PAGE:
On July 2, 1948, the White House sent George E. Allen, friend and adviser to both Truman and Eisenhower, to the general to persuade him to make yet another denial about his candidacy.[14] On July 3, 1948, Democratic state organizations in Georgia and Virginia openly backed Eisenhower, as did former Supreme Court Justice Jeremiah T. Mahoney.[15][16][17][18] The same day, Progressive presumptive candidate Wallace scorned the Eisenhower boom's southern supporters, saying, "They have reason to believe that Ike is reactionary because of his testimony on the draft and UMT [Universal Military Training]."[19] On July 4, 1948, rumors abounded, e.g., Eisenhower would accept an "honest draft"[20] or (from the Los Angeles Times) Eisenhower would accept the nomination if made by Truman himself.[21] On July 5, 1948, a New York Times survey completed the previous day revealed that support for Eisenhower as Democratic nominee for President was "increasing among delegates," fueled by an "Anti-Truman Group" led by James Roosevelt of California, Jacob Arvey of Illinois, and William O'Dwyer of New York.[22][23][24] US Senator John C. Stennis of Mississippi declared his support for Eisenhower.[25] At 10:30 PM that night, Eisenhower issued an internal memo at Columbia for release by the university's PR director that "I will not, at this time, identify myself with any political party, and could not accept nomination for public office or participate in a partisan political contest."[26] Support persisted nonetheless,[27] and on July 6, 1948, a local Philadelphia group seized on Eisenhower's phrases about "political party" and "partisan political contest" and declared their continued support for him.[28] The same day, Truman supporters expressed their satisfaction with the Eisenhower memo and confidence in the nomination.[29] By July 7, 1948, the week before the 1948 Democratic National Convention, the Draft Eisenhower movement drifted onwards, despite flat denials by Eisenhower[30] and despite public declarations of confidence by Truman [31] and Democratic Party national chairman J. Howard McGrath.[32] Nevertheless, 5,000 admirers gathered in front of Eisenhower's Columbia residence to ask him to run.[33]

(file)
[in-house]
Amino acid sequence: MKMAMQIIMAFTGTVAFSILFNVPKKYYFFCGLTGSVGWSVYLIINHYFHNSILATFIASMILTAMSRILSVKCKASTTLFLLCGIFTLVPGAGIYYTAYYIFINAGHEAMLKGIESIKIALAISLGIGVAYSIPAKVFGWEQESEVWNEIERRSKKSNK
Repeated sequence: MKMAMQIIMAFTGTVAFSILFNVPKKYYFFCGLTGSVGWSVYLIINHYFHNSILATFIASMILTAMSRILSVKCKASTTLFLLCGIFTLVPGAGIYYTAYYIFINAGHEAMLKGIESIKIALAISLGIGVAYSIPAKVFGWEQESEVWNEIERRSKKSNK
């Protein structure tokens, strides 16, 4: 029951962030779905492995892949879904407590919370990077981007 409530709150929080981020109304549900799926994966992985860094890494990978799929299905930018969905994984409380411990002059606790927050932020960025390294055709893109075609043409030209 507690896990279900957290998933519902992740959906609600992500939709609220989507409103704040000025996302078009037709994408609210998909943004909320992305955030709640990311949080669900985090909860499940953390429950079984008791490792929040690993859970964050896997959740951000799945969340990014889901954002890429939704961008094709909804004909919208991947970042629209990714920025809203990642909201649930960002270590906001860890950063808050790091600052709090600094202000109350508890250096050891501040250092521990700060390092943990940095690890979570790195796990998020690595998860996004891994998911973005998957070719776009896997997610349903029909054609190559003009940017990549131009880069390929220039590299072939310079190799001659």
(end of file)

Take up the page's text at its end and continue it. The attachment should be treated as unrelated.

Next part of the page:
In 1948, Pepper supported not his friend Henry A. Wallace but Eisenhower.[1] In fact, on July 7, 1948, Pepper went further than any other supporter with an extraordinary proposal:

Senator Claude Pepper of Florida called on the Democratic party today to transform itself temporarily into a national movement, draft Gen. Dwight D. Eisenhower as a "national" and hence "nonpartisan" Presidential candidate and promise him substantial control of the party's national convention opening in Philadelphia next week.
It would be necessary, Mr. Pepper suggested, for the convention to invite General Eisenhower to write his own platform and to pick the Vice~Presidential nominee.